A Thousand Pardons
by Jonathan Dee
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Dee Embraces Writing as Discovery
By Ellen Birkett Morris
Like most of us, writer Jonathan Dee is captivated by the ritual public apologies that follow scandals involving celebrities, sports stars and public officials.
| “It is as if public opinion is taking up the place where God used to be.” |
“It is as if public opinion is taking up the place where God used to be,” said Dee.
Thus began the idea for his latest book, A Thousand Pardons, which explores public apologies against the backdrop of a disintegrating marriage that ends in scandal.
When Ben Armstead, partner in a prestigious law firm, gets caught up in a harassment suit and is sent to rehab and jail, his wife Helen is thrown into the working world. She gets a job at a public relations firm where she discovers she has a talent for counseling the guilty and developing convincing public apologies. Despite her skill with strangers, Helen is challenged to maintain a good relationship with her daughter Sara. Her personal and professional lives collide when Helen is called upon to help a childhood friend.
“Helen is an interloper in this world, less like a businesswoman than a priest. All she is armed with is her Catholic school upbringing. She really believes that there are no half-measures when it comes to contrition,” said Dee.
Often Dee’s books come from two different ideas that he eventually discovers are the same idea, in this case the idea of public apology and the story of a couple whose marriage ends “both gradually and all at once.”
The author of five previous novels, include the Pulitzer Prize finalist The Privileges, Dee said he was a “compulsive outliner” when writing his first few novels, which resulted in “over determined” narratives. He has grown to trust the idea of writing as discovery.
“When William Maxwell had an idea for a story or a novel, he would sit with his feet up and think about it. If he could figure out the ending before he started writing, then he wouldn’t write it,” said Dee.
|“I see the value now of jumping in and writing more intuitively.”|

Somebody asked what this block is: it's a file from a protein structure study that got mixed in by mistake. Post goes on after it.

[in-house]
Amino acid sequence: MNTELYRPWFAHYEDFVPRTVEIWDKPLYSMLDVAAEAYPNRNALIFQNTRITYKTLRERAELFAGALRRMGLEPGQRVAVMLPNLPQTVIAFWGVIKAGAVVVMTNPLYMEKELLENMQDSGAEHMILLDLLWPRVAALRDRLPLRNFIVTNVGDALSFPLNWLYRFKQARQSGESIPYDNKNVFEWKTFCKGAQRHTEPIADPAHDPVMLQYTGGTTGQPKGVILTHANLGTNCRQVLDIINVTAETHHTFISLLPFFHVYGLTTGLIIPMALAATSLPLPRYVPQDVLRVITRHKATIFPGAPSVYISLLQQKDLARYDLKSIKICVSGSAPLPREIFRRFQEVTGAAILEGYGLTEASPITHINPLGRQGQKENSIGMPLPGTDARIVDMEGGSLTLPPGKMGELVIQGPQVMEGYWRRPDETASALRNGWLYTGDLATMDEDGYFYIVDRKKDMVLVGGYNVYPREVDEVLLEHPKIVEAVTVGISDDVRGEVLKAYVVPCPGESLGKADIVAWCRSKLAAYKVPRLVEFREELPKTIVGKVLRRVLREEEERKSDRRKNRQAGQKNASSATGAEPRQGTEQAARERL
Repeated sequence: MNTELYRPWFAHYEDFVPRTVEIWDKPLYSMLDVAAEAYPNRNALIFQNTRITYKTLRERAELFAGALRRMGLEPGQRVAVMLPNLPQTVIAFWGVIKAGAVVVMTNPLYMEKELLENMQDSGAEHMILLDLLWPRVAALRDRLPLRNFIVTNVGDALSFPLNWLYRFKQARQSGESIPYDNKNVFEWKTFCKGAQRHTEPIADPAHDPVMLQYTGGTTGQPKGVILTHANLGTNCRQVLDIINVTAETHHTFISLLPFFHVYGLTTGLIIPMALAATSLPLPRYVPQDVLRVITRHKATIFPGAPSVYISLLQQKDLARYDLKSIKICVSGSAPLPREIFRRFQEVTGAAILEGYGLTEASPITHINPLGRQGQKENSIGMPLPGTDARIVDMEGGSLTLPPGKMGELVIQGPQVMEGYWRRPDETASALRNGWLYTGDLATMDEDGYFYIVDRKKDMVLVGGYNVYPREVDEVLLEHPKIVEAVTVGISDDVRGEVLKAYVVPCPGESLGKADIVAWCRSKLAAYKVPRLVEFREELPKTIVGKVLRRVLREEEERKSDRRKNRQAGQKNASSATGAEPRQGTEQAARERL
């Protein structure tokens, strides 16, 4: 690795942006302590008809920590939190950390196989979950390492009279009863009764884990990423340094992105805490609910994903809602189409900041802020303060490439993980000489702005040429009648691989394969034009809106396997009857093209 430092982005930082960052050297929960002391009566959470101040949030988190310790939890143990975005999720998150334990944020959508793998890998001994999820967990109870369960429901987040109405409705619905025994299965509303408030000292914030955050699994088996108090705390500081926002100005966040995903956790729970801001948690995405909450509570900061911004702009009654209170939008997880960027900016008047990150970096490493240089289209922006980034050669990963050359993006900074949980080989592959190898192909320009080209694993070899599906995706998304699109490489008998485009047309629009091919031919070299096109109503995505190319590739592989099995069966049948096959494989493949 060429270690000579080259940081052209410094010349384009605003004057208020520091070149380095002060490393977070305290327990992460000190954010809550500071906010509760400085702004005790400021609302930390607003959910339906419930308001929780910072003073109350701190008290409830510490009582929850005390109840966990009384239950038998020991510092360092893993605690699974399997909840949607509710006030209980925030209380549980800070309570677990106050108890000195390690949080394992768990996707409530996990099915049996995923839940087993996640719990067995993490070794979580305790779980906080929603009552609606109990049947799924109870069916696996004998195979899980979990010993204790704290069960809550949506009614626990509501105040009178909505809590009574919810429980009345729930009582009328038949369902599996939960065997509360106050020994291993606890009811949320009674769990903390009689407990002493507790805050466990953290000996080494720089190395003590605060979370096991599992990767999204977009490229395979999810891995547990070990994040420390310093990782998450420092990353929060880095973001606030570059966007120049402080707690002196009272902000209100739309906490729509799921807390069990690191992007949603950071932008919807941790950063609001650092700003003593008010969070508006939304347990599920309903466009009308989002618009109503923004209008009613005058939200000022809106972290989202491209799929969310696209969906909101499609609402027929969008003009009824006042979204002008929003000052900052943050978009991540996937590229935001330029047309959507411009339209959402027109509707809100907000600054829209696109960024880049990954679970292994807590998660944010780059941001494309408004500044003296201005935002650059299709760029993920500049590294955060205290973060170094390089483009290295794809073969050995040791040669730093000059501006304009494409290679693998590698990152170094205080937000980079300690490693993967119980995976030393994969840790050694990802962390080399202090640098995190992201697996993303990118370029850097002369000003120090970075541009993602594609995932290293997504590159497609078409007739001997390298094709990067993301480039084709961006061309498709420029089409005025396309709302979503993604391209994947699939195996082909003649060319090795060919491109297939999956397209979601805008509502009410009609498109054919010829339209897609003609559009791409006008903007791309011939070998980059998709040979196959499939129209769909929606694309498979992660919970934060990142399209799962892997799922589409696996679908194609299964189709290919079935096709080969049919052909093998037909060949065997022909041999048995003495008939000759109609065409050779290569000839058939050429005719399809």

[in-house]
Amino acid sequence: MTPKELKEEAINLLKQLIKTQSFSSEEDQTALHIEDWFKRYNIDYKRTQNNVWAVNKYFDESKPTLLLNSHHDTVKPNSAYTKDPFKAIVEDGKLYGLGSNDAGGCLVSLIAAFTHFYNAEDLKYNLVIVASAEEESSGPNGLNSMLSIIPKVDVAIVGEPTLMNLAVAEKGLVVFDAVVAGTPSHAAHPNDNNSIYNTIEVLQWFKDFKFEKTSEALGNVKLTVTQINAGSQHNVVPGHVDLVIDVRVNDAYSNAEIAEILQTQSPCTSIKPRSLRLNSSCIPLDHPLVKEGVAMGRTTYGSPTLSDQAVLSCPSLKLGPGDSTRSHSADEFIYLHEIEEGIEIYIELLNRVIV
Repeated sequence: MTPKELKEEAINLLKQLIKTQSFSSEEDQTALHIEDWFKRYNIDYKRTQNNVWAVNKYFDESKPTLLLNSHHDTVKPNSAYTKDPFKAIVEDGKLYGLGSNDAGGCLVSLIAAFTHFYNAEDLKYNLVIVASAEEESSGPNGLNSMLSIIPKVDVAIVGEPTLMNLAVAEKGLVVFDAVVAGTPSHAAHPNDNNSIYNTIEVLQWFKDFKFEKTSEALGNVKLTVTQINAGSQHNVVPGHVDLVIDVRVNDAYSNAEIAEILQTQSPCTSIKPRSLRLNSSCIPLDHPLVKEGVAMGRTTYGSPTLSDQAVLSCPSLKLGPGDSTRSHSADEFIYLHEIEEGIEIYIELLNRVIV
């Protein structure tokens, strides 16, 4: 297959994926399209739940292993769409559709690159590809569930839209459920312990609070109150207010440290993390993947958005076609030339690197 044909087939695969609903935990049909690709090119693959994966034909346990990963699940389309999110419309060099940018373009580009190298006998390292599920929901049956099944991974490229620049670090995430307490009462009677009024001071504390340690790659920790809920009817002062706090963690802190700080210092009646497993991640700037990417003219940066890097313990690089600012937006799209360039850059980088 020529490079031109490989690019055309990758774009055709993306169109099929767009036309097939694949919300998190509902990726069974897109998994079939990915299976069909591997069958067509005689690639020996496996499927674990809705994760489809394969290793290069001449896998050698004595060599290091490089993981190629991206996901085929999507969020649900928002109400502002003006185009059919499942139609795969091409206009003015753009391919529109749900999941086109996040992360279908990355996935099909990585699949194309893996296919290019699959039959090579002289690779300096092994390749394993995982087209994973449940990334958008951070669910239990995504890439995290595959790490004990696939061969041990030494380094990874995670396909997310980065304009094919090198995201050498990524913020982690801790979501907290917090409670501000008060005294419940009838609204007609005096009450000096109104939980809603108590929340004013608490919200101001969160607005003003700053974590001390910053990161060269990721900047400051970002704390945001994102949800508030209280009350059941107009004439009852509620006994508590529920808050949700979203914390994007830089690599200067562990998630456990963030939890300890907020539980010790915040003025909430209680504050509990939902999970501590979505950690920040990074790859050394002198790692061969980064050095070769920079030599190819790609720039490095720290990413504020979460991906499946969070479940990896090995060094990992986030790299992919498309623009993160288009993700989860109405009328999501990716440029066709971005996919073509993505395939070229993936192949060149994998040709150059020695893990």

“I see the value now of jumping in and writing more intuitively. I’m starting sooner, writing before I feel ready to start. This means I write quite a bit that in the end I don’t use. There could have been another book made from the deleted scenes of The Privileges.”
He writes his first drafts on a legal pad with a pen. “You have to keep going; it is too easy to change sentences on the computer. Writing by hand helps keep you in the trance state you need to be in to create,” said Dee.
His greatest challenge with A Thousand Pardons was wanting the story to seem simple and fast moving in the reading and weighty and meaningful upon reflection, much like a parable. The book succeeds in being an engaging story that takes on some big ideas of our time.
“Some days are great and some are awful. When it is awful I quit writing and read.”
As for cultivating skills as a writer, Dee suggests embracing the “everydayness of it” by returning to your writing day in and day out. “Some days are great and some are awful. When it is awful I quit writing and read. But I have the ritual of going back to the work the same time every day.”
He suggests that apprentice writers have patience with their careers. “Slow down. Don’t send stuff out too soon. No one will ever ask you how long it took to write the book.” His own apprenticeship included working as an editor at The Paris Review. “You think of readers at these magazines as people of fantastic tastes, not some 22-year-old overworked idiot who is reading 150 stories a day. I shudder to think of the good stories I missed.”
While there Dee immersed himself in reading the review’s Writers at Work series. “I learned about a writer’s life and the idea that there was no right way to do it. All of those writers were crazy in different ways.”
He met his agent, Amanda Urban, through a colleague at the review. Dee said it is useful to think of your agent as “someone whose mindset about writing complements, not necessarily mirrors, your own.”
He finds great inspiration from reading and engaging in a mental dialogue with a book’s author. “There is nothing else that brings me that great pleasure. It makes up for life’s other disappointments.”
Dee is philosophical about rejection. “My second novel was rejected by 12 publishers in a row. But you have to expect rejection. This is the life we’ve chosen.” He suggests a writer not send something out if the rejection of the piece will affect their ability to go back and work on it.
He is currently in the early stages on working on a new book. “Right now it is a matter of faith, and hoping that out of a day’s work there are one or two things worth saving.”
|About the Author|
Jonathan Dee is the author of five previous novels, most recently The Privileges, which was a finalist for the 2010 Pulitzer Prize and winner of the 2011 Prix Fitzgerald and the St. Francis College Literary Prize.
|About Regular Contributor|
Ellen Birkett Morris
|Ellen Birkett Morris is an award-winning writer whose work has appeared in national print and online publications including The New York Times. She also writes for a number of literary, regional, trade, and business publications, and she has contributed to six published nonfiction books in the trade press. Ellen is a regular contributor to Authorlink, assigned to interview various New York Times bestselling authors and first-time novelists.|
This post was written by Ellen Birkett Morris